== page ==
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NEW YORK TIMES BESTSELLER • In her stunning debut, the creator of Black Liturgies weaves stories from three generations of her family alongside contemplative reflections to discover the “necessary rituals” that connect us with our belonging, dignity, and liberation. “This is the kind of book that makes you different when you’re done.”—Ashley C. Ford, New York Times bestselling author of Somebody’s Daughter
“Reaches deep beneath the surface of words unspoken, wounds unhealed, and secrets untempered to break them open in order for fresh light to break through.”—Morgan Jerkins, New York Times bestselling author of This Will Be My Undoing and Caul Baby
“From the womb, we must repeat with regularity that to love ourselves is to survive. I believe that is what my father wanted for me and knew I would so desperately need: a tool for survival, the truth of my dignity named like a mercy new each morning.”
So writes Cole Arthur Riley in her unforgettable book of stories and reflections on discovering the sacred in her skin. In these deeply transporting pages, Arthur Riley reflects on the stories of her grandmother and father, and how they revealed to her an embodied, dignity-affirming spirituality, not only in what they believed but in the act of living itself. Writing memorably of her own childhood and coming to self, Arthur Riley boldly explores some of the most urgent questions of life and faith: How can spirituality not silence the body, but instead allow it to come alive? How do we honor, lament, and heal from the stories we inherit? How can we find peace in a world overtaken with dislocation, noise, and unrest? In this indelible work of contemplative storytelling, Arthur Riley invites us to descend into our own stories, examine our capacity to rest, wonder, joy, rage, and repair, and find that our humanity is not an enemy to faith but evidence of it.
At once a compelling spiritual meditation, a powerful intergenerational account, and a tender coming-of-age narrative, This Here Flesh speaks potently to anyone who suspects that our stories might have something to say to us.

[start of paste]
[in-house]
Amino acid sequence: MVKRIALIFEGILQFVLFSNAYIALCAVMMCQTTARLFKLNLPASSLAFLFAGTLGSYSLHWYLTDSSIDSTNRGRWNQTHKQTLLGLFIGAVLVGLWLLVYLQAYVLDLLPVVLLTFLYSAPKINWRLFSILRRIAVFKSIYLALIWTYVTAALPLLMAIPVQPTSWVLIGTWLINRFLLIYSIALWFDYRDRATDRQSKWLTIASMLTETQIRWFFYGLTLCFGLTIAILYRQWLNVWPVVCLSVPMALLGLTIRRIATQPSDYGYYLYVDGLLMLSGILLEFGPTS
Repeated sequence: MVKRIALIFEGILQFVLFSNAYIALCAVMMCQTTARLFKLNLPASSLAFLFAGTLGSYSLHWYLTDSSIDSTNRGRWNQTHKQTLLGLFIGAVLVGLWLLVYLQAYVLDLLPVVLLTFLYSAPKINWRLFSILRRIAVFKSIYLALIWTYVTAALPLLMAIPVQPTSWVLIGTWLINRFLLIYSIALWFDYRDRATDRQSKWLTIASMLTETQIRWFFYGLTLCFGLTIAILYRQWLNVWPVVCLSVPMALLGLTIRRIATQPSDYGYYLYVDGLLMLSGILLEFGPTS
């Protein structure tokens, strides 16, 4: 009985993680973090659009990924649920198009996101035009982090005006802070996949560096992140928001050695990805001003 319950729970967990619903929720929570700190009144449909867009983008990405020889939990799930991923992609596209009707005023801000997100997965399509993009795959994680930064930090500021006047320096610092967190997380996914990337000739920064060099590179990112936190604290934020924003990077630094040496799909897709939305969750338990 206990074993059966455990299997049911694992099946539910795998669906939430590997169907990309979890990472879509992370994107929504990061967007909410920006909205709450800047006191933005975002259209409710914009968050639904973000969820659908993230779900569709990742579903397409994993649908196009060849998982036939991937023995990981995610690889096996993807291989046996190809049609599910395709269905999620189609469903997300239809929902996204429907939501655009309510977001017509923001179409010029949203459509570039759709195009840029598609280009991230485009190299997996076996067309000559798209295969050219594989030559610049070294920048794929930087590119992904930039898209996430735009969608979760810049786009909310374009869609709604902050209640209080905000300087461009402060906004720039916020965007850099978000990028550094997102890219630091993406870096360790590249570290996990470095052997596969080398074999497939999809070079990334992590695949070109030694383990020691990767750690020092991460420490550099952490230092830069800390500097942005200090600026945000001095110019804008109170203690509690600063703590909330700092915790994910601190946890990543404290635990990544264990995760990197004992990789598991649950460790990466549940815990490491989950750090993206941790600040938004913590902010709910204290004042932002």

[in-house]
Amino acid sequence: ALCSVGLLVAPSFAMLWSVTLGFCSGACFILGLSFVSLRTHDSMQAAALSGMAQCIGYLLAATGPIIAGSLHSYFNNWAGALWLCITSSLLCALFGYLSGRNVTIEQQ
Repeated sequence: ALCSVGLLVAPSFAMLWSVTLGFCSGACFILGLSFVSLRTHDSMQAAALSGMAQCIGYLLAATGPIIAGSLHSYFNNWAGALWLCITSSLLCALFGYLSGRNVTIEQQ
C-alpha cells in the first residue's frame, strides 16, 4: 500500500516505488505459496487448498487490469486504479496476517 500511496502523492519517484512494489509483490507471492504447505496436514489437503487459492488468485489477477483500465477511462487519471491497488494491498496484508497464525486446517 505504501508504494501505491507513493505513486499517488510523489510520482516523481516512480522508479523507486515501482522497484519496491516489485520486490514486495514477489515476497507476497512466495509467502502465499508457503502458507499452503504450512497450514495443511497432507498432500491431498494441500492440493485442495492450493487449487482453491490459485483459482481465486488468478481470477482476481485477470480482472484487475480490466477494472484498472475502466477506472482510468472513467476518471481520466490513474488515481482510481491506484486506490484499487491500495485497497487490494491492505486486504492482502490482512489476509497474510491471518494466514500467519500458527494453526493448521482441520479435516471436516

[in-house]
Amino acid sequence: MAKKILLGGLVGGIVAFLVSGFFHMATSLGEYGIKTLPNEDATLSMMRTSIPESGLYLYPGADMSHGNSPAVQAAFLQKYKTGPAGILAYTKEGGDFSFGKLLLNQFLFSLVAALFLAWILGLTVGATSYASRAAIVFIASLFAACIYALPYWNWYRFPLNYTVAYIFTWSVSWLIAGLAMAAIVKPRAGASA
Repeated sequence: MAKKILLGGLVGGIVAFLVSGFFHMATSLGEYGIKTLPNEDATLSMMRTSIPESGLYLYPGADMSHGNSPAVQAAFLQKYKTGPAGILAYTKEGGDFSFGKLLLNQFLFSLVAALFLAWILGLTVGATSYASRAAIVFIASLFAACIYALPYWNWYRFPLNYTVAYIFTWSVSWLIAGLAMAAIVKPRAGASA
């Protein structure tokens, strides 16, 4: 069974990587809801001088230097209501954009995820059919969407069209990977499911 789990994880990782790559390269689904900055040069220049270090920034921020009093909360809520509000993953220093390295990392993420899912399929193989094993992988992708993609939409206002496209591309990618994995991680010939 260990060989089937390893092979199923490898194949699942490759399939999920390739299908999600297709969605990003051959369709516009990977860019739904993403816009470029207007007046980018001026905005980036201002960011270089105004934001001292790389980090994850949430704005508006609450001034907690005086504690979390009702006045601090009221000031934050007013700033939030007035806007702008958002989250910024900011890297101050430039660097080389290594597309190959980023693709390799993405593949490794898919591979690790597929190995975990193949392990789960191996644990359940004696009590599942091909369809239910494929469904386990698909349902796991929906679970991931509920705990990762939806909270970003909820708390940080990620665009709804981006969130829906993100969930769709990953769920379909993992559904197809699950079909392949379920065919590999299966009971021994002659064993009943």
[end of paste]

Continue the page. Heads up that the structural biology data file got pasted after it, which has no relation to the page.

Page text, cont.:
About the Author
Cole Arthur Riley is the creator of Black Liturgies, a space for Black spiritual words of liberation, lament, rage, and rest; and a project of The Center for Dignity and Contemplation where she serves as Executive Curator. Born and for the most part raised in Pittsburgh, Cole studied Writing at the University of Pittsburgh. She once took a professor’s advice very seriously to begin writing a little every day, and has followed it for nearly a decade.
“This book is an invitation into the delicate weavings of family, inheritance, and pain, how they mark a bloodline and connect a people. Cole Arthur Riley writes with grace and gravity. And somehow she teaches us to think of ourselves as deserving of such grace along the way. This is the kind of book that makes you different when you’re done.”—Ashley C. Ford, New York Times bestselling author of Somebody’s Daughter
“Welcome the rising of Arthur Riley’s astonishing voice. This is a gorgeous and muscular work.”—Krista Tippett, host of On Being and New York Times bestselling author of Becoming Wise
“Timeless . . . This is a book I know I will return to again and again. Through this work, I am reminded I am seen. I am reminded I am free.”—Morgan Harper Nichols, artist and poet
“Exquisite . . . Arthur Riley’s writing is both transporting and hauntingly intimate as she narrates this important account of generational inheritance. The stories and meditations in this book are sure to stay with you forever.”—Ayọ Tometi, human rights advocate and co-founder of Black Lives Matter
“Through a narrative of family and generation, Arthur Riley speaks of a Blackness so beautiful it can’t be contained and a liberation that is present and possible. This HereFlesh is an invitation to hold space, return home, and rediscover joy.”—Amena Brown, poet, author, and host of the podcast HER with Amena Brown
“In this beautiful, soul-stirring book, we rediscover a sense of awe for the bodies that make us, the stories that ground us, and the delicate grace that enlivens our spirits.”—Kate Bowler, New York Times bestselling author of No Cure for Being Human
“This Here Flesh is a gospel to what we remember. This book is rigorous, joyous, complex, and honest, and tells the story of how we get free. It is a story that would not let me go.”—Danté Stewart, author of Shoutin’ in the Fire
“In This Here Flesh, Cole Arthur Riley reaches deep beneath the surface of words unspoken, wounds unhealed, and secrets untempered, breaking them open to let fresh light through. Her personal anecdotes alongside Biblical anchors are serene vehicles through which any reader will remember the preciousness of their body, their humanity, and most of all, their dignity.”—Morgan Jerkins, New York Times bestselling author of Caul Baby
“A wonderfully winsome, heartbreakingly honest, and ever-poetic work of spiritual biography and theological reflection . . . While some theologians will talk in the abstract about ‘incarnation,’ ‘enfleshment,’ or ‘embodiment,’ Arthur Riley’s book is a lesson in concreteness, in Black theology, in seeing a body, being a body, being a person rooted in time, space, stories, and very particular flesh.”—Library Journal (starred review)